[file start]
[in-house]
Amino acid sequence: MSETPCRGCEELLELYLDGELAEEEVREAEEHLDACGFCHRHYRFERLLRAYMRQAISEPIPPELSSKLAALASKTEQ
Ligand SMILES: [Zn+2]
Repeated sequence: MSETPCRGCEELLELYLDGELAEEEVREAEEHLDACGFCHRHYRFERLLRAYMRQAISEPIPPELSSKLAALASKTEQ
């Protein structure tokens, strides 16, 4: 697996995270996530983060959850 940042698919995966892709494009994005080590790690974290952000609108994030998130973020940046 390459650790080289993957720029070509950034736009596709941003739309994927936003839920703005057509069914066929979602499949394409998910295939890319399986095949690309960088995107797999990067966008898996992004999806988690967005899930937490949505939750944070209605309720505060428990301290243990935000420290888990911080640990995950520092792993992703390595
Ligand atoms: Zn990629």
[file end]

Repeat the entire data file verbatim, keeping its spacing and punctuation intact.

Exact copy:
[in-house]
Amino acid sequence: MSETPCRGCEELLELYLDGELAEEEVREAEEHLDACGFCHRHYRFERLLRAYMRQAISEPIPPELSSKLAALASKTEQ
Ligand SMILES: [Zn+2]
Repeated sequence: MSETPCRGCEELLELYLDGELAEEEVREAEEHLDACGFCHRHYRFERLLRAYMRQAISEPIPPELSSKLAALASKTEQ
């Protein structure tokens, strides 16, 4: 697996995270996530983060959850 940042698919995966892709494009994005080590790690974290952000609108994030998130973020940046 390459650790080289993957720029070509950034736009596709941003739309994927936003839920703005057509069914066929979602499949394409998910295939890319399986095949690309960088995107797999990067966008898996992004999806988690967005899930937490949505939750944070209605309720505060428990301290243990935000420290888990911080640990995950520092792993992703390595
Ligand atoms: Zn990629």